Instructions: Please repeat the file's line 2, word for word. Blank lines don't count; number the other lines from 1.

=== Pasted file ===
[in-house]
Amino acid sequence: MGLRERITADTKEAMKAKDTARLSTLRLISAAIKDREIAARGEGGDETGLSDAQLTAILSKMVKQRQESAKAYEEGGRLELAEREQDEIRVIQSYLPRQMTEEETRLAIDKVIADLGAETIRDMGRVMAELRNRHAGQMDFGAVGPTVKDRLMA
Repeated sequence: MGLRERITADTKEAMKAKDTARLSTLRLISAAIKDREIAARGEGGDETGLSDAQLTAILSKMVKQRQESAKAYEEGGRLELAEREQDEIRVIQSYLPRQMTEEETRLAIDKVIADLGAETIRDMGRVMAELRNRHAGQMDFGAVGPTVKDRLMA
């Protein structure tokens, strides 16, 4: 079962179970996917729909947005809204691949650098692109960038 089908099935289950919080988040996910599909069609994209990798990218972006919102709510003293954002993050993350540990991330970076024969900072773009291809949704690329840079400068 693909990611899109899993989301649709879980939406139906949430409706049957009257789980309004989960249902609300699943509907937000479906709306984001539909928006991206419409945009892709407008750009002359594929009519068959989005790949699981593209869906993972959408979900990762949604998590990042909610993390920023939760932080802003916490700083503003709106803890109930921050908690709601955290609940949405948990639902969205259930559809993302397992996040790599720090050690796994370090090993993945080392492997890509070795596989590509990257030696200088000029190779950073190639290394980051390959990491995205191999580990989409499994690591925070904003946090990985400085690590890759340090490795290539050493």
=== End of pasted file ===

Amino acid sequence: MGLRERITADTKEAMKAKDTARLSTLRLISAAIKDREIAARGEGGDETGLSDAQLTAILSKMVKQRQESAKAYEEGGRLELAEREQDEIRVIQSYLPRQMTEEETRLAIDKVIADLGAETIRDMGRVMAELRNRHAGQMDFGAVGPTVKDRLMA